Missing Home? Here Are Some Indigenous Sweets That You Can Order Online

Indulge your sweet tooth at this one-stop-destination


In the era of globalization, people are moving away from their roots and exploring avenues to fight the rising inflation. (Here’s looking at you, red velvet cheesecake). But what about native sweets that you’ve grown up with and suddenly crave one fine day? Here’s a website that has recreated sweets, snacks and other regional dishes from 17 diaspora communities so far in an attempt to save your beloved childhood sweets. So, the next time you find yourself craving an authentic sweet from your hometown, try giving Salebhai a shot. Here are some choice sweets we’re looking at.

Pootharekulu or Paper Sweet
Andhra Pradesh
Pootharekulu or Paper sweet, a wafer-like sweet dish, originated in Atreyapuram village in East Godavari district of Andhra Pradesh before spreading across the state. The delicate and crispy coating of the dessert melts in your mouth the moment bite into it. Pootharekulu or Paper sweet comes with different combination of stuffing – jaggery and cardamom, sugar and cardamom, and sugar and dry fruits.

Sutarpheni is a traditional sweet from Khambhat, Gujarat. Sutarpheni is a sweet and flaky dessert. Its ingredients list has rice flour, ghee and sugar. According to history, this dessert was introduced by the invaders from Central Asia and Persia. Sutarpheni is also known as the Indian version of the Turkish dessert pismaniye.

Piping hot Imartis

Imarti, Omriti or Jhangiri
Region: Rajasthan, South India, Uttar Pradesh and West Bengal
Imarti, known by different names in different regions, is often confused with jalebi. What makes them different? It is their ingredients. Jalebis are made with maida and fried in oil, while imartis are made with urad dal and deep-fried in ghee. The only common thing is, both are soaked in in sugar syrup. Inspite of being thick, it is still soft and crispy.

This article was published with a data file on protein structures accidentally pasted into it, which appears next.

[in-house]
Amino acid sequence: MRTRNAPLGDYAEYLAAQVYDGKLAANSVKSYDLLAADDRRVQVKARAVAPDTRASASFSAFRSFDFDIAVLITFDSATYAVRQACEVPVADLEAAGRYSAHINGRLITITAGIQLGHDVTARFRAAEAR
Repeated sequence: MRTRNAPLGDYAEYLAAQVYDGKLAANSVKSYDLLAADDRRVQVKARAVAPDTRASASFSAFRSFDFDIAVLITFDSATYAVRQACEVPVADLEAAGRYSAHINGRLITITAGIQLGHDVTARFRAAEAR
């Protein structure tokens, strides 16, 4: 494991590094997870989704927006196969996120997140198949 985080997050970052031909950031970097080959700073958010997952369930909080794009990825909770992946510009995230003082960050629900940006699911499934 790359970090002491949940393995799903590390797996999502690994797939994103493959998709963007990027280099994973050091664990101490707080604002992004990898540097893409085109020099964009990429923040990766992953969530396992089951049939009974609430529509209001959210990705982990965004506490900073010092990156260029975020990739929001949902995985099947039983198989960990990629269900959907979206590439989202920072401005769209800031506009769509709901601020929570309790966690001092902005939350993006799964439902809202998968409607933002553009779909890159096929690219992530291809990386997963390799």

Halwasan was first introduced in 1905 by Ratilal Chunilal of Khambat, Gujarat, which led to the establishment of Ratilal Chunilal Halwasanvala. Today, it is managed by his successors who have introduced different variants of halwasan over the years. The company sells approximately 1,000 to 2,000 kg per month. Halwasan is prepared with wheat flour, sugar, ghee and spices and garnished with nuts.

Maharashtra and Rajasthan
Living in a cold region? Tilpatti is what you should order right away! This wafer-thin crispy Indian sweet is made with sesame seeds and jaggery that helps to increase the body heat.


Region: Tamil Nadu, Gujarat, Kerala, Andhra Pradesh and Maharashtra
This delicious stuffed flat-bread has different variants and names in different states. In Tamil Nadu, it is called holige and includes the stuffing of toor dal, jaggery, cardamom powder and nutmeg. Other ingredients used as stuffing are chana dal, moong dal or mix of lentils, while the rest remains the same.

Paneer Jalebi or Chhena Jalebi
West Bengal, Orissa and Rajasthan
On the similar lines of jalebi and imarti, is paneer jalebi. This sweet is a deep-fried dessert made from fresh paneer and is further immersed in sugar syrup to add sweetness.

Aam Papad

Aam Papad
Maharashtra and Gujarat
Almost everyone has childhood memories around the chewy, sweet and sour aam papad. Till date, some brands use the traditional sun-drying process to make aam papad out of the fresh, hand-picked kesar mangoes.

Til Pitha
Pithas are an inseparable part of Assamese culture and prepared during the Bihu festival. Til pithas or hesa pithas are dry pancakes, made with ground sticky rice flour, stuffed with sesame seeds and jaggery and served as a roll.

Dahi Tadi
If you belong to Rajasthan, you will definitely relate to Dahi Tadi. Made from refined flour and ghee with sugar frosting, this dessert is a favourite among kids as well as adults. Dahi Tadi is called so because it resembles to a ball dunked in curd.

(With inputs from Mr. Vishwa Vijay Singh, Co-founder of Salebhai.com)
Image courtesy: Shutterstock


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